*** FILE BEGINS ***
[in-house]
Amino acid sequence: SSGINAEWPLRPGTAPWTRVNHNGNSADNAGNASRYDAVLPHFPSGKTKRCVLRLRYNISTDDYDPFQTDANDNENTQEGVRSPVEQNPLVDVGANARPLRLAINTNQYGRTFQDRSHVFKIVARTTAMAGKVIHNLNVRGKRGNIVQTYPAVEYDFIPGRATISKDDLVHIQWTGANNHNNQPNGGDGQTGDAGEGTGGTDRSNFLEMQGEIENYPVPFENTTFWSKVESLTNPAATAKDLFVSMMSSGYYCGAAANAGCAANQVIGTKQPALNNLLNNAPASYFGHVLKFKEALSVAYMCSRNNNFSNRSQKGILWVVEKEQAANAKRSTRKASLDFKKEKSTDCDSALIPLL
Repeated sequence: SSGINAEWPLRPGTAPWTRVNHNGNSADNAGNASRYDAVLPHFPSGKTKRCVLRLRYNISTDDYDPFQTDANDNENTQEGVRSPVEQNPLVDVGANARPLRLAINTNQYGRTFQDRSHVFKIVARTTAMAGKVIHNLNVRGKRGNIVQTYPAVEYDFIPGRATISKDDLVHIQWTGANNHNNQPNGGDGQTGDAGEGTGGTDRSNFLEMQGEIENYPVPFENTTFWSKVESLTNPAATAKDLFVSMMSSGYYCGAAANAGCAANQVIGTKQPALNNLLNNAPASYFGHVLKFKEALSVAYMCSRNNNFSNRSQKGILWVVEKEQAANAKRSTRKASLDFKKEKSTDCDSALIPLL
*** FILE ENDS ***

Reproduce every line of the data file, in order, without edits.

[in-house]
Amino acid sequence: SSGINAEWPLRPGTAPWTRVNHNGNSADNAGNASRYDAVLPHFPSGKTKRCVLRLRYNISTDDYDPFQTDANDNENTQEGVRSPVEQNPLVDVGANARPLRLAINTNQYGRTFQDRSHVFKIVARTTAMAGKVIHNLNVRGKRGNIVQTYPAVEYDFIPGRATISKDDLVHIQWTGANNHNNQPNGGDGQTGDAGEGTGGTDRSNFLEMQGEIENYPVPFENTTFWSKVESLTNPAATAKDLFVSMMSSGYYCGAAANAGCAANQVIGTKQPALNNLLNNAPASYFGHVLKFKEALSVAYMCSRNNNFSNRSQKGILWVVEKEQAANAKRSTRKASLDFKKEKSTDCDSALIPLL
Repeated sequence: SSGINAEWPLRPGTAPWTRVNHNGNSADNAGNASRYDAVLPHFPSGKTKRCVLRLRYNISTDDYDPFQTDANDNENTQEGVRSPVEQNPLVDVGANARPLRLAINTNQYGRTFQDRSHVFKIVARTTAMAGKVIHNLNVRGKRGNIVQTYPAVEYDFIPGRATISKDDLVHIQWTGANNHNNQPNGGDGQTGDAGEGTGGTDRSNFLEMQGEIENYPVPFENTTFWSKVESLTNPAATAKDLFVSMMSSGYYCGAAANAGCAANQVIGTKQPALNNLLNNAPASYFGHVLKFKEALSVAYMCSRNNNFSNRSQKGILWVVEKEQAANAKRSTRKASLDFKKEKSTDCDSALIPLL